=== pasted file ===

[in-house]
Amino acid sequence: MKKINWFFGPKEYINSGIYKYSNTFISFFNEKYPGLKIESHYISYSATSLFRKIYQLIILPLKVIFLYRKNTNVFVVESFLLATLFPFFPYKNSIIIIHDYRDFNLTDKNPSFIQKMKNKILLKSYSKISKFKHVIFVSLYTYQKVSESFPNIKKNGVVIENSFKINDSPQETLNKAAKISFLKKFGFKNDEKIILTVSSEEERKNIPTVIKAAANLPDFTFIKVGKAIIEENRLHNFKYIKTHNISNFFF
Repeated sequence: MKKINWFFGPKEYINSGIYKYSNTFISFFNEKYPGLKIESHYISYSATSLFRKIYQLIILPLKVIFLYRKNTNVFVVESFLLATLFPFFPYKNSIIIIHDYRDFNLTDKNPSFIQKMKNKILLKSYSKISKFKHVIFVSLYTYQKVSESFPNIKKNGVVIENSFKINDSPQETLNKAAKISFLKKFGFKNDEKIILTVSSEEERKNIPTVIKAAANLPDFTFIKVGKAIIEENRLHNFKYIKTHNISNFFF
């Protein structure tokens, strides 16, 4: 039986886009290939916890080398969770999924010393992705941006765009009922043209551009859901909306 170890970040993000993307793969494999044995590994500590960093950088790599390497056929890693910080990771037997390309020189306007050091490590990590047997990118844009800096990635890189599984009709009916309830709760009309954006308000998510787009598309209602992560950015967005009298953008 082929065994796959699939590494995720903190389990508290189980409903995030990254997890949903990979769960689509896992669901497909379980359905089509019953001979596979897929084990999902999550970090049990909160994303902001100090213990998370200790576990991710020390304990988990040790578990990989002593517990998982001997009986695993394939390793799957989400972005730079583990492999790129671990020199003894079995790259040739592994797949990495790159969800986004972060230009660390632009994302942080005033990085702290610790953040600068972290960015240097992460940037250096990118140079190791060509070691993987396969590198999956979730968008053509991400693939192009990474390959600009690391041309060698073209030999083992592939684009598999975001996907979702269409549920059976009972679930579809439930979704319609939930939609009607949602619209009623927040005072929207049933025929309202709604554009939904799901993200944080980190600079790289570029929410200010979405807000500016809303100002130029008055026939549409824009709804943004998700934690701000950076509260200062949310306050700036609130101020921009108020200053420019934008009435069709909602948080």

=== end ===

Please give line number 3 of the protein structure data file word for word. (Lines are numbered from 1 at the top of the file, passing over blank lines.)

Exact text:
Repeated sequence: MKKINWFFGPKEYINSGIYKYSNTFISFFNEKYPGLKIESHYISYSATSLFRKIYQLIILPLKVIFLYRKNTNVFVVESFLLATLFPFFPYKNSIIIIHDYRDFNLTDKNPSFIQKMKNKILLKSYSKISKFKHVIFVSLYTYQKVSESFPNIKKNGVVIENSFKINDSPQETLNKAAKISFLKKFGFKNDEKIILTVSSEEERKNIPTVIKAAANLPDFTFIKVGKAIIEENRLHNFKYIKTHNISNFFF